Author + information
- Krittapoom Akrawinthawong,
- Jiwon Park,
- Barbora Piknova,
- Nathawut Sibmooh,
- Suthat Fucharoen and
- Alan N. Schechter
In the last decade nitrite ions have been shown to be an important source of the multifunctional gas, nitric oxide (NO), by various enzymatic and non–enzymatic reductive processes. NO has long been known to be a potent inhibitor of platelet function but the physiological implication of this has not been well clarified. We recently showed that nitrite ions in the presence of red blood cells inhibit platelet aggregation and this effect was enhanced by deoxygenation of the erythrocytes. In order to study these effects more thoroughly, we have been developing flow–cytometric methods to study cellular changes known to correlate with platelet activaion and aggregation.
We investigated the role of nitrite in platelet rich plasma (PRP) under the presence of different concentrations of erythrocyte (hematocrit of 15.4 ± 1.8 %, 23.0 ± 2.3 %, 36.7 ± 1.6 % and 40.2 ± 1.2 %) and oxygen levels (97.4 ± 4.2, 58.2 ± 6.2 and 26.7 ± 2.8 mmHg.) by flow cytometry. Monoclonal antibody for P–selectin (CD62P) and activated GpIIb/IIIa (PAC–1) were used as markers for platelet reactivity induced by adenosine 5’ diphosphate (ADP, 20 µM), collagen (20µg/mL) and thrombin (1.0 U/mL).
Nitrite (0.1–1.0 µM, log IC50 of −5.95 to −6.27) significantly inhibited platelet activation (p<0.05) only when there were adequate erythrocytes (hematocrit was at least 23.0 ± 2.3%) and could be augmented by deoxygenation (mean O2 was 49.4 mmHg. or below) and increased concentration of erythrocytes. This effect could be abrogated by 2–(4–carboxyphenyl)–4,4,5,5–tetramethylimidazole–1–oxyl 3–oxide (C–PTIO: a NO scavenger, p = 0.01), but not NG–Nitro–L–Arginine Methyl Ester (L–NAME, an endothelial NOS inhibitor) or oxypurinol (xanthine oxidoreductase inhibitor), p > 0.05.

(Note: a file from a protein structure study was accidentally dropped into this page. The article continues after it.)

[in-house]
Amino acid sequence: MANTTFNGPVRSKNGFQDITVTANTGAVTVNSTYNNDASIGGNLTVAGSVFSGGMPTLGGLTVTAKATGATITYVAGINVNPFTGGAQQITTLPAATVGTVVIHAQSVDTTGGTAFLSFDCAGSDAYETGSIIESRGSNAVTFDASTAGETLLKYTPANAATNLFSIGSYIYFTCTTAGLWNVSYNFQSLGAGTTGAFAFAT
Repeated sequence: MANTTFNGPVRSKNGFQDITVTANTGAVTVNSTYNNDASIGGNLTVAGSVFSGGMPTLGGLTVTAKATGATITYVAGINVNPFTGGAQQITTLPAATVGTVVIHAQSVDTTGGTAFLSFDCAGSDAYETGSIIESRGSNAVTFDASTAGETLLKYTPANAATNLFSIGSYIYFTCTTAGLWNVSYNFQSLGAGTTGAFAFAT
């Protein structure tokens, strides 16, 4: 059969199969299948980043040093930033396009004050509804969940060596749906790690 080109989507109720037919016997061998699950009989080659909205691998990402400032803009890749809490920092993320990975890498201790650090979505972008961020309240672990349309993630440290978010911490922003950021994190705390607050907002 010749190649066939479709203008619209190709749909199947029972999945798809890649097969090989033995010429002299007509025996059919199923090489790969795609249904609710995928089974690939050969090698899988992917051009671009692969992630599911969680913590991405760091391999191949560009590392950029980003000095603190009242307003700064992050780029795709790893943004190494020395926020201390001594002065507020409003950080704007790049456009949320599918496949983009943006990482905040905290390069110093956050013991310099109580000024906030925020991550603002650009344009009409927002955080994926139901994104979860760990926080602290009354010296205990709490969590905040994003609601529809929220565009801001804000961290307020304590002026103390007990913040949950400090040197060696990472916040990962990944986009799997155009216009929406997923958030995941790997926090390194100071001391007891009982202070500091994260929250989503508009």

Physiological levels of nitrite ions in the blood can modulate platelet activation and aggregation in the presence of partially deoxygenated erythrocytes by the reduction to NO. These processes may explain certain differences between arterial and venous thrombosis and also be amenable to therapeutic intervention.
Poster Sessions, Expo North
Sunday, March 10, 2013, 9:45 a.m.–10:30 a.m.
Session Title: Spotlight on the Endothelium
Abstract Category: 33. Vascular Medicine: Basic
Presentation Number: 1211–170
- 2013 American College of Cardiology Foundation